Uptake in and impact on to societal issues


T. Venturini

Centre national de la recherche scientifique

University of Geneva


Version Revision date Revision Author
1.0 2023-08-21 First draft T. Venturini


Increasing the capacity of scientific processes and outputs to help address societal issues is perhaps the most important objective of Open Science. It is also the objective whose achievement is the most difficult to assess. The issues challenging our societies are extremely diverse and influenced by a multiplicity of factors that is as complex as shifting. Assessing the impact of Open Science on societal problems requires five steps:

  1. Defining the societal issues under investigation and their desired solution.
    This is in itself a problematic step as different social groups can have different perspectives of what constitutes the problems affecting a society, their precise delineation, their respective significance and urgency, and finally in which direction they should evolve. This is why we use the term “issues” rather than “challenges” or “goals”, in order to highlight their potentially controversial nature (Venturini and Munk, 2021).
  2. Monitoring their improvement or worsening of societal issues over time.
    Even when an agreement or a decision can be reached concerning the precise definition of societal issues to be examined and their desired development, monitoring such development in time still requires setting in place a protocol of qualitative and quantitative techniques to assess the situation at different moments in time. It is crucial that the comparability of these different temporal assessments is assured to evaluate in which direction the situation is evolving.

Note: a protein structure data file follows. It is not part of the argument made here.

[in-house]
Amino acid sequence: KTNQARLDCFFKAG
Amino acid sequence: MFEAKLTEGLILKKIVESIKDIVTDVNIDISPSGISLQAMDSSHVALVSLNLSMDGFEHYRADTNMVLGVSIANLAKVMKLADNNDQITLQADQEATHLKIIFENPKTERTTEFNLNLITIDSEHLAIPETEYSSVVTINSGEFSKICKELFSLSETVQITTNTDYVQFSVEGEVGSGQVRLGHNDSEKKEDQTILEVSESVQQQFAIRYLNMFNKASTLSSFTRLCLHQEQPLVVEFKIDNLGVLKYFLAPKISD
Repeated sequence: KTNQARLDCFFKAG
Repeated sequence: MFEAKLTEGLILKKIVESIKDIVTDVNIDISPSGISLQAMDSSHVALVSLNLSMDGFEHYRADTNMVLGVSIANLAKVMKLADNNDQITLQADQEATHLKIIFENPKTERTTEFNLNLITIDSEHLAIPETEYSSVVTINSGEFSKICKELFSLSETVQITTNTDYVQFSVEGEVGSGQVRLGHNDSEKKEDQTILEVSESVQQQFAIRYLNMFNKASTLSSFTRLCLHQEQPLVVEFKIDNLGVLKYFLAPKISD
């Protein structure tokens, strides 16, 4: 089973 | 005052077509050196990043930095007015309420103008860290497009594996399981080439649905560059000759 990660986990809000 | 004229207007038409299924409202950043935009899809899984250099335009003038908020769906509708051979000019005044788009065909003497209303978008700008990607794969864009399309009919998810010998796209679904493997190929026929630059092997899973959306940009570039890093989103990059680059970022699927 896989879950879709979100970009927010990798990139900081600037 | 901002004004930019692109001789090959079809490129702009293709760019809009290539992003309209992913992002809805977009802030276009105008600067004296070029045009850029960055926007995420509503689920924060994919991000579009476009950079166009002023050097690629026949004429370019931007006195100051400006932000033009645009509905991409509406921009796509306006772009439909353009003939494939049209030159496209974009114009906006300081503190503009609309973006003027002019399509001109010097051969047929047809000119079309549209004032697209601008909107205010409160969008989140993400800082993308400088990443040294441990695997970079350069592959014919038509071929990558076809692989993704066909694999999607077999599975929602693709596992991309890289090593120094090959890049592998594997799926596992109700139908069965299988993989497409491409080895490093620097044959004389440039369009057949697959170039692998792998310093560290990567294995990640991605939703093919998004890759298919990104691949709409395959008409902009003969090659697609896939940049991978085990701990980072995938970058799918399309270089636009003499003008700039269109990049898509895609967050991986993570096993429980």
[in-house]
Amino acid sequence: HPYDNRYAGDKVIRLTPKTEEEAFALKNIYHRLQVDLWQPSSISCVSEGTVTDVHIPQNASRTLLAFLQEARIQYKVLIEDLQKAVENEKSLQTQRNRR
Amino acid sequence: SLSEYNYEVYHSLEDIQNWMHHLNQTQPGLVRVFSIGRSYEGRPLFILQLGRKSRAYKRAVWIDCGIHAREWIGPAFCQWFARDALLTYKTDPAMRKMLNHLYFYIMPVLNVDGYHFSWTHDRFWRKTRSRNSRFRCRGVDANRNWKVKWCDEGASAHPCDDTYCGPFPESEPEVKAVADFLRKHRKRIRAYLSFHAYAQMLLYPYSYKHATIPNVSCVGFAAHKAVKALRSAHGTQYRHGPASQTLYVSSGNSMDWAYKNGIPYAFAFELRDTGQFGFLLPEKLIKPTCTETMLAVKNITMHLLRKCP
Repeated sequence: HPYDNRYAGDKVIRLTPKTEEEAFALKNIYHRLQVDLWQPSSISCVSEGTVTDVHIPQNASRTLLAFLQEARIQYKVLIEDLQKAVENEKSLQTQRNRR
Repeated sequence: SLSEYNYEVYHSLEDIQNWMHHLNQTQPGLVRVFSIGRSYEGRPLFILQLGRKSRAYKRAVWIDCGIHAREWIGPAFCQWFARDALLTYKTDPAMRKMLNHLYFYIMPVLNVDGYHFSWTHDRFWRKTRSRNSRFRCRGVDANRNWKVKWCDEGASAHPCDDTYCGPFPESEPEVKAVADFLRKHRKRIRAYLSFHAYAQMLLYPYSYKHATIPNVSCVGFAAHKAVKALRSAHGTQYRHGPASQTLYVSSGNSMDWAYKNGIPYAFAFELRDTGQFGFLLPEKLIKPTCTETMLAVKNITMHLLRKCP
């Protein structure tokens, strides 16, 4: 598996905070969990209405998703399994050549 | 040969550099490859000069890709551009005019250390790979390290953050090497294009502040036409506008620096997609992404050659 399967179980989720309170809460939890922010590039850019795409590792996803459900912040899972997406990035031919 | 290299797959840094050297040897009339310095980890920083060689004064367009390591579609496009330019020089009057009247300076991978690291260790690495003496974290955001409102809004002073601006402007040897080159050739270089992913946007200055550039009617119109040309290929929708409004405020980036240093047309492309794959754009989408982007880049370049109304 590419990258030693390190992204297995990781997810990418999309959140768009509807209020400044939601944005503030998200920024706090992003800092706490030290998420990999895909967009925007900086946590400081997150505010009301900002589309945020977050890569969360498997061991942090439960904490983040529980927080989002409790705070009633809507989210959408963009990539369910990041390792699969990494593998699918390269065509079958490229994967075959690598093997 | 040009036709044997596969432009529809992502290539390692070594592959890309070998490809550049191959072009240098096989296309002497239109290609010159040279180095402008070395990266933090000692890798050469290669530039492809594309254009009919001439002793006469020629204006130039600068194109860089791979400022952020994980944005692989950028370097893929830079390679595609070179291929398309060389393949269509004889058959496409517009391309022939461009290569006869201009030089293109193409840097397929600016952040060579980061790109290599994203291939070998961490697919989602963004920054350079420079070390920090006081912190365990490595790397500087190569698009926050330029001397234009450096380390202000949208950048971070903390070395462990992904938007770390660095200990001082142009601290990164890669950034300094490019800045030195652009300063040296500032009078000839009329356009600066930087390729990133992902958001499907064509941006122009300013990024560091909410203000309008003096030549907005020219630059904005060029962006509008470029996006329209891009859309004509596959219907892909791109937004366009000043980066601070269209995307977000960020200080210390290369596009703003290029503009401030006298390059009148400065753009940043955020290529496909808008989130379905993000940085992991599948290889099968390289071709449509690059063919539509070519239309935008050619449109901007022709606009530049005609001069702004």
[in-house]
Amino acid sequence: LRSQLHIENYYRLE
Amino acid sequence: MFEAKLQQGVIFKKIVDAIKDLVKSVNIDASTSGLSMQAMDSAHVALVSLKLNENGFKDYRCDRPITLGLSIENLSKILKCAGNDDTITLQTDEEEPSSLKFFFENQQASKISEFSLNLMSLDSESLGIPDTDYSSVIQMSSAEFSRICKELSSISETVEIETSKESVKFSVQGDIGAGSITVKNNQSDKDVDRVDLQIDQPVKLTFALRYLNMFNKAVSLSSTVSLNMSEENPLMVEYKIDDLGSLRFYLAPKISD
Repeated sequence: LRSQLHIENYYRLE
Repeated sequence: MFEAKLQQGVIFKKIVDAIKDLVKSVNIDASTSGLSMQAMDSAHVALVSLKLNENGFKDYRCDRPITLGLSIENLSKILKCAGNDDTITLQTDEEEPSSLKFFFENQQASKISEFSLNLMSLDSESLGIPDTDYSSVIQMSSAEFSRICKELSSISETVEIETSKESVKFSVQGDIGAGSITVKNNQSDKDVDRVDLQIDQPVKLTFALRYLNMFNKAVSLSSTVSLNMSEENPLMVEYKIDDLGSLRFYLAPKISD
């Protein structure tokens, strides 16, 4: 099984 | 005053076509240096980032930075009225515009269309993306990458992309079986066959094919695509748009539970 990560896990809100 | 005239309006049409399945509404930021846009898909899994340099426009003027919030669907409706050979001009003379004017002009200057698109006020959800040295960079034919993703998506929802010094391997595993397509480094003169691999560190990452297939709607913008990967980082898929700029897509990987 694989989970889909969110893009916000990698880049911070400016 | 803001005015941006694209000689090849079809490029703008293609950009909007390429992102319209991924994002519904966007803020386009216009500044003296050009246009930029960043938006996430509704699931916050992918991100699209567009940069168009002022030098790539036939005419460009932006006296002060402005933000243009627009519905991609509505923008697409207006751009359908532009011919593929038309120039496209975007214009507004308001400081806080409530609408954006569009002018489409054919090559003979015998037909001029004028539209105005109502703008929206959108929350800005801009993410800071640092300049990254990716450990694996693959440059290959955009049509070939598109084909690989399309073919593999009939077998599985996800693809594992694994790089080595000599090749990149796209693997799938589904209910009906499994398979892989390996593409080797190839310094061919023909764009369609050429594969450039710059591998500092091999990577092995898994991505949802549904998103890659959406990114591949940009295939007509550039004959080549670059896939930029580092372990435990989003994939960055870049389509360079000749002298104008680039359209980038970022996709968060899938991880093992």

3. Assessing the existence of Open Science resources available on different societal issues.
    Here the task is to evaluate the quantity and, if possible, the quality of the different types of Open Science resources addressing the issues under investigation. It is also important to be able to assess the ratio of open versus non-open resources, so that the availability of Open Science resources can be separated from the availability of scientific resources in general.
  4. Assessing the uptake of Open Science by the social actors active on different issues.
    It is safe to assume that however useful it may be, no scientific resource (open or otherwise) can directly influence any given societal issue unless it is taken up by the social actors who are engaged with the issues in question. It is therefore necessary to find ways to assess to what extent different Open Science resources (e.g., documents, datasets, software…) are actually mobilized in the actions and discourses concerning the issues in question. Here as well, it is important to be able to assess the ratio of open versus non-open resources.
  5. Disentangling the effect of Open Science from the many other dynamics that may influence the evolution of social issues.
    Even when evidence can be produced of both the evolution of a given social issue and a significant mobilization of Open Science in the actions and discourses around the issue, proving the existence of a causal effect between the two (rather than a simple association) remains problematic. To do we propose two research directions
    1. A comparative approach: different type of comparisons should be drawn
      • across different issues
      • across different periods
      • across different geographical or social spaces
        in order to establish that a higher level of Open Science mobilization is regularly associated with positive evolution of a given societal issue. Ultimately, this is a problem of causal identification.
    2. A qualitative exploration of the nature of the Open Science mobilized, the identity of the actors mobilizing them, the role played by OS in their strategies, the reception/reaction of the other actors and, finally, the precise dynamic of evolution of the issue at stake. This qualitative exploration is meant to reveal the causality paths that lead to Open Science impact.